DISASTERS live with us. We can’t get away from them and we can’t get rid of them. Most come without warning and each leaves destruction in its trail. Then we’re left to assemble the pieces after the earth shakes.
Caribbean people grow-up with disasters of all kinds, whether ‘Acts of God’ or ‘Man-Made’. We know hurricanes and tropical storms, landslides, droughts and other natural elements evolving from our disruption of Nature. But there are also the fires and floods, major accidents, poisonings and other such preventable and avoidable phenomena.
One thing common to all disasters, however, is the human effect: how they affect us, how we respond when they do – and what we do in between.
Emergency management organizations across the Caribbean have spent an eternity trying to convince human beings to care more about themselves by being more prepared for disasters. (In our case, NEMO preaches ‘perpetual preparedness’)
We have an annual Hurricane Season and we do get related warnings. But just how prepared can we ever be for a disaster like a major earthquake? Or another volcano eruption?Or, God Forbid, a tsunami?
Ideally, ‘all family members’ should learn how to handle emergency equipment, but how practical is that? Each household should have a First Aid Kit, but how many really do?
It’s wise to advise that during an earthquake we should ‘Stay Calm and Don’t Panic.’ But, how possible is that? And what if you do?
The way in which the average Saint Lucian responded to the tremor(s) here and the reports from other affected countries earlier this week, will definitely not please the emergency management agencies.
Naturally, people were more interested in sharing stories of where they were and what they were doing when the quake struck. Smart phones filmed everything from bricks falling off buildings onto cars and goods falling off supermarket shelves to alcohol shaking inside half-empty bottles on a flat table. But hardly anyone talked about what might have happened or what they would have done had the quake’s depth been closer than 76.5 miles (123 km) below the earth’s surface.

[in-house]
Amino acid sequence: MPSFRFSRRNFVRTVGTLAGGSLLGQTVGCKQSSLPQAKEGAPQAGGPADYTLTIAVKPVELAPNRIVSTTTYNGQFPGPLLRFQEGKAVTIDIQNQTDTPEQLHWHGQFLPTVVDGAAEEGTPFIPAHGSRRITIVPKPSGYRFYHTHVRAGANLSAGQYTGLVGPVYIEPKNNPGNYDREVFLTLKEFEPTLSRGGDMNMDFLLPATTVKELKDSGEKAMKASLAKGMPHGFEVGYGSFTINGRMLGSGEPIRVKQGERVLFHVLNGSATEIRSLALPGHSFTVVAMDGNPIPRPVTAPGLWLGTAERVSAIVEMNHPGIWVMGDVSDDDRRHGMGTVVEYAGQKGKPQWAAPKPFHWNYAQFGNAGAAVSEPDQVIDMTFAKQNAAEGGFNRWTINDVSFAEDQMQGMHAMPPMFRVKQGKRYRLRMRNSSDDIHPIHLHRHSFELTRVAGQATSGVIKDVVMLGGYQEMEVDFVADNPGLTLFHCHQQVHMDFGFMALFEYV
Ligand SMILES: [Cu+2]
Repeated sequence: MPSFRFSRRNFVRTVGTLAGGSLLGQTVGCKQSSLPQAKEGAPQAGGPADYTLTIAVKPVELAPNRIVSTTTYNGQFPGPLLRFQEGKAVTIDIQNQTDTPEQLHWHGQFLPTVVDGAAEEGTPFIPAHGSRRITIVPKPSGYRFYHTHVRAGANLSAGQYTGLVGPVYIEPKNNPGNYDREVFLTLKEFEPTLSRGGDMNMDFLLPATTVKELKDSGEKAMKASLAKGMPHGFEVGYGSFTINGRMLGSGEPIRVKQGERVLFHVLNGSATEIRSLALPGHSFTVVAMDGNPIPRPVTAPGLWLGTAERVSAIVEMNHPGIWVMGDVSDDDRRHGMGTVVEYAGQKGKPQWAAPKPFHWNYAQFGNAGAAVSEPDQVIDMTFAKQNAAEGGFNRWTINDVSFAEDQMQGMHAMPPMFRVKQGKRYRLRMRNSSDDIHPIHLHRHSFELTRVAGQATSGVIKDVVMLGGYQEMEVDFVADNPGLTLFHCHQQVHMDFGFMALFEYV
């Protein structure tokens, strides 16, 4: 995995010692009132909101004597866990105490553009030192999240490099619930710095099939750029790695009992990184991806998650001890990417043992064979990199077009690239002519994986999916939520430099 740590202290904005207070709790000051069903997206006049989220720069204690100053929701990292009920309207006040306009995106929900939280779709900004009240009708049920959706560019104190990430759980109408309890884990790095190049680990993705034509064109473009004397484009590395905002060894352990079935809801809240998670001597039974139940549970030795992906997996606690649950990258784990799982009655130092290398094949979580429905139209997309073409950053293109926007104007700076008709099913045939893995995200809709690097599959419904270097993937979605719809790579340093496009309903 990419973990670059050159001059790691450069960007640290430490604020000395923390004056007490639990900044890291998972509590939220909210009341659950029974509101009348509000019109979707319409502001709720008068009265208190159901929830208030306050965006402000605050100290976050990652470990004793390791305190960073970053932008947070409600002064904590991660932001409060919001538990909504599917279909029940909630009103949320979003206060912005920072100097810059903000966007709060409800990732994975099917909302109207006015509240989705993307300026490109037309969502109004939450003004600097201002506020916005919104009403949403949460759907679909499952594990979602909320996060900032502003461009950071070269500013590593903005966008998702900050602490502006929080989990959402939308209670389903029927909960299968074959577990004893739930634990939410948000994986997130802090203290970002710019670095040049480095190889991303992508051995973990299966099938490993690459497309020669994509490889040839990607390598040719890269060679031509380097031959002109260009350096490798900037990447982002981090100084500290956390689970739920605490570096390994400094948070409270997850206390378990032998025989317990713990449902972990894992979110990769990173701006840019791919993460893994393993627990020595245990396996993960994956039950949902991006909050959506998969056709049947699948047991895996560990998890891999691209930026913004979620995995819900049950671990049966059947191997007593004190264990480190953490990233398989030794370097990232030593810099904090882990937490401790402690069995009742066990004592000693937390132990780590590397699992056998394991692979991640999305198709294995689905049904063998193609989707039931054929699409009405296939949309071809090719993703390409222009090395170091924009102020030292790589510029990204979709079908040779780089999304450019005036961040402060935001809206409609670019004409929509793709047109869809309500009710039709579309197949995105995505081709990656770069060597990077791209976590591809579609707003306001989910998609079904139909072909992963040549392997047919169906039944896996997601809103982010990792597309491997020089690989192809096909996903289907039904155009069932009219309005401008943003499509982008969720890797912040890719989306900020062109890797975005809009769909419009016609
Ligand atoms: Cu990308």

The last quake here a few years ago split roads and cracked buildings, leaving its mark everywhere. But with infrastructure and property damage only estimated and (thankfully) not a life lost, we continue to Thank God for continuing to spare us.
Disasters test people and nations, even though at great cost. Organized or not, people mobilize to volunteer and assist the distressed. It’s simply a human thing to do.
Unfortunately, however, there continues to be a very wide divide between what the scientists monitoring our weather and geology know and how much we the people they are tasked to care for, do care about caring for ourselves.
Regional and national emergency organizations must all be equally commended for their eternal commitment to the task of always reminding us about preparing and always striving to always be prepared for the unknown. In every case, they have done their all to give their best.
Donations do flow from the wider communities to the distressed, but it’s those charged with managing the rummage in the aftermath who, unheralded, bear the brunt of the immediate task of making a direct and distinct difference in the lives of those affected.
Regretfully (but unavoidably), all of that is after the fact – and there’s no other way, really.
So, here we go again, merrily hopping along our lucky way into another day, another tomorrow.
Until the earth shakes again…